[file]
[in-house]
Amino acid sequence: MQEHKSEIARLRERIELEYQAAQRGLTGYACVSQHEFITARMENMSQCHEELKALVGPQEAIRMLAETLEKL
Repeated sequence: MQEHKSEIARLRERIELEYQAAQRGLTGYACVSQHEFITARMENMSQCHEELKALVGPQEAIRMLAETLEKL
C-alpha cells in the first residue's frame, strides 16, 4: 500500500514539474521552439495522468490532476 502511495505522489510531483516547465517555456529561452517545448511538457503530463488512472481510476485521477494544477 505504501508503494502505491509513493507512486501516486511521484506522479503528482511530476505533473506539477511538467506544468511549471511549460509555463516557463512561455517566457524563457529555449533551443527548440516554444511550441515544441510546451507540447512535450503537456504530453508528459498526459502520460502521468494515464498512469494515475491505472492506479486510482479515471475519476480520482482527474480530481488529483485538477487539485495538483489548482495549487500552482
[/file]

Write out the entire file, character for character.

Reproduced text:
[in-house]
Amino acid sequence: MQEHKSEIARLRERIELEYQAAQRGLTGYACVSQHEFITARMENMSQCHEELKALVGPQEAIRMLAETLEKL
Repeated sequence: MQEHKSEIARLRERIELEYQAAQRGLTGYACVSQHEFITARMENMSQCHEELKALVGPQEAIRMLAETLEKL
C-alpha cells in the first residue's frame, strides 16, 4: 500500500514539474521552439495522468490532476 502511495505522489510531483516547465517555456529561452517545448511538457503530463488512472481510476485521477494544477 505504501508503494502505491509513493507512486501516486511521484506522479503528482511530476505533473506539477511538467506544468511549471511549460509555463516557463512561455517566457524563457529555449533551443527548440516554444511550441515544441510546451507540447512535450503537456504530453508528459498526459502520460502521468494515464498512469494515475491505472492506479486510482479515471475519476480520482482527474480530481488529483485538477487539485495538483489548482495549487500552482